I think in today Downeast keeled boats you will have a hard time with this rule of 17% tip clearance. That rule was true years back before they went high HP. With proper wheel cupping most keel boats are sporting anywhere from 2 - 3 of tip clearance. If the tip clearance is to close the water flying off the bladed hits the bottom of the boat, which starts a rubble and makes air which then starts to burn the tips of the propeller. Nibral is much less affected by close tip clearance than bronze.

In order to swing the larger wheels and smooth things out the wheel must be cupped. The cupping helps to hold the water on the blade and the water that escapes and gets thrown off the wheel is pitch in a direction away from the bottom.

Some photos of tip clearances

12_04_04keel2.jpg

March photo 06 039.jpg

2073665_18[1].jpg

Picture 042.jpg

Picture 4861.jpg
 

tunafishhkg

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Good stuff Larry Interesting! Will cupping prevent hull from wear if to close? With 450HP on a 31 BHM with 2-1tranny, a efficient wheel diam is a concern as I already have the trans. Also since it will be a stick boat, how will cupping effect noise of wheel. Will go with wet tube but can only drop it down so much and rec shaft angle should be around 8degree's I have read and 15 degree's max for engine angle per Cummins spec. Hate to have to get another trans cost wise in order to reduce engine angle.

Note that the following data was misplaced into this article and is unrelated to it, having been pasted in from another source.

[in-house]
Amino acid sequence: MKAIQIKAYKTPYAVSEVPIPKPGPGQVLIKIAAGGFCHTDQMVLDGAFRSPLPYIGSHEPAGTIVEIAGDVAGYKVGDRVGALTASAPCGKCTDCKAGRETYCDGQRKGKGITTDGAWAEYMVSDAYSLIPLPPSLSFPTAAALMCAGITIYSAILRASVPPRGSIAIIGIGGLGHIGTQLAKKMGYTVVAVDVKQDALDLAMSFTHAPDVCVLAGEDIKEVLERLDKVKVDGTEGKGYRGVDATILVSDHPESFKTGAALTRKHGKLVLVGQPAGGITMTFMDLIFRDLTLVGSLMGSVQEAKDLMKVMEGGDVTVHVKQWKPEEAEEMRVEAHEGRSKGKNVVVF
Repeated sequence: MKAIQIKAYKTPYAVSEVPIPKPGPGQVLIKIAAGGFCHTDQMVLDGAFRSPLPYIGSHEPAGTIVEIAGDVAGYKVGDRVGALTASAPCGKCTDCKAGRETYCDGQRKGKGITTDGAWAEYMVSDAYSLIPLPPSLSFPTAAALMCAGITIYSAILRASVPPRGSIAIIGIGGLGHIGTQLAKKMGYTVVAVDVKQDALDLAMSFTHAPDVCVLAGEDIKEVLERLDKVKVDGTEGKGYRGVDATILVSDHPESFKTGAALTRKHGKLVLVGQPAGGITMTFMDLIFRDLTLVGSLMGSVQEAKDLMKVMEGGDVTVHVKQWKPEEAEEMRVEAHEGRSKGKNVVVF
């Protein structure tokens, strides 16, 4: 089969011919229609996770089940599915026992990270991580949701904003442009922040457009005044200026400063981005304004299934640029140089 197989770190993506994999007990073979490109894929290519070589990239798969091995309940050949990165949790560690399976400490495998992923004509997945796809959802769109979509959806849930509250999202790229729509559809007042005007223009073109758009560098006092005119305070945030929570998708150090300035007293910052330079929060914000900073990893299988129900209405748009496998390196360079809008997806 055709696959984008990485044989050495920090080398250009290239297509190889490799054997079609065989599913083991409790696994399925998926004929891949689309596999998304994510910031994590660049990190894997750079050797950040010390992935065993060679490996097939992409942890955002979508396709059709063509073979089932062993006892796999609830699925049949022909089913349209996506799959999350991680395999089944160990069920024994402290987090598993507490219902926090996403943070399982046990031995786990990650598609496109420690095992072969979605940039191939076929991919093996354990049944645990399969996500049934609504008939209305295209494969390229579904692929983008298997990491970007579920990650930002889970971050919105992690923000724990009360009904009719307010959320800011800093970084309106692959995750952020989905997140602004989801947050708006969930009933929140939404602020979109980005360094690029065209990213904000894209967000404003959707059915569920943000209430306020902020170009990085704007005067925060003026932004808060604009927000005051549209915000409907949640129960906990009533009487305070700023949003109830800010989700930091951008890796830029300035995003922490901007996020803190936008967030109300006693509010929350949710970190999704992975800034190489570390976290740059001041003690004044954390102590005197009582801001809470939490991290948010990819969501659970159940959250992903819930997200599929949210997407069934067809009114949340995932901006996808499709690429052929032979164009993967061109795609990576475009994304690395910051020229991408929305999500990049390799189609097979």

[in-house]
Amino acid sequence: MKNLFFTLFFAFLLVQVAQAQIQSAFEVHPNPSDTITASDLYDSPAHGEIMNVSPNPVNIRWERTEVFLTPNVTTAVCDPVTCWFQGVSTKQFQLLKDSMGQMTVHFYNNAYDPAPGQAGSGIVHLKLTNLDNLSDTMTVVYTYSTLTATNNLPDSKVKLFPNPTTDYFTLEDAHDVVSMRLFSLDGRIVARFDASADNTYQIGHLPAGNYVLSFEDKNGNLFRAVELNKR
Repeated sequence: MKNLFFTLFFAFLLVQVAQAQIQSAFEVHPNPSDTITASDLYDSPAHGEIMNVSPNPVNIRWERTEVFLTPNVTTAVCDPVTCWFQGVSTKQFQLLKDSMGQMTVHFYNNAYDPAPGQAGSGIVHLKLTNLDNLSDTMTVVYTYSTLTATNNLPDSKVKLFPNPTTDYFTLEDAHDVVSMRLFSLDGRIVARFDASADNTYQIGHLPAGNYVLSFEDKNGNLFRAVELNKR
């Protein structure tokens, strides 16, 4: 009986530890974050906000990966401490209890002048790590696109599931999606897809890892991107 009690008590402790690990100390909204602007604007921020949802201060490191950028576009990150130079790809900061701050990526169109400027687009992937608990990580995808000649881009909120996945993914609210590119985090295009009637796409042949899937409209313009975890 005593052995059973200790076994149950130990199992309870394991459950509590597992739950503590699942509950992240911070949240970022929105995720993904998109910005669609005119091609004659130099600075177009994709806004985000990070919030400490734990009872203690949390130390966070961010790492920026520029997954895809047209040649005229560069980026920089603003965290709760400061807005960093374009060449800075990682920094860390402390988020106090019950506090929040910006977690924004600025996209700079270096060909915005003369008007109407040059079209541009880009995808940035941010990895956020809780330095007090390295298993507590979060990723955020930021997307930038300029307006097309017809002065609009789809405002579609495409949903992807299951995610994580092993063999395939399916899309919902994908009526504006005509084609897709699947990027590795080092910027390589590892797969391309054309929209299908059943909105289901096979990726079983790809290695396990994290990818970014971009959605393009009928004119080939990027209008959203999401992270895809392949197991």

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captainlarry84

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I know the vessel well. With a 450 Cummins & 2:0 things will get tight. The right ratio would have most likely been a 1.77 gear. We need to know a few more things before we can move forward and hone in on your needs:

  • What is the distance from the bottom of the boat to skeg?
  • What is your WOT RPM of the motor?
  • What is what you feel is the current largest diameter wheel that will fit?
 

tunafishhkg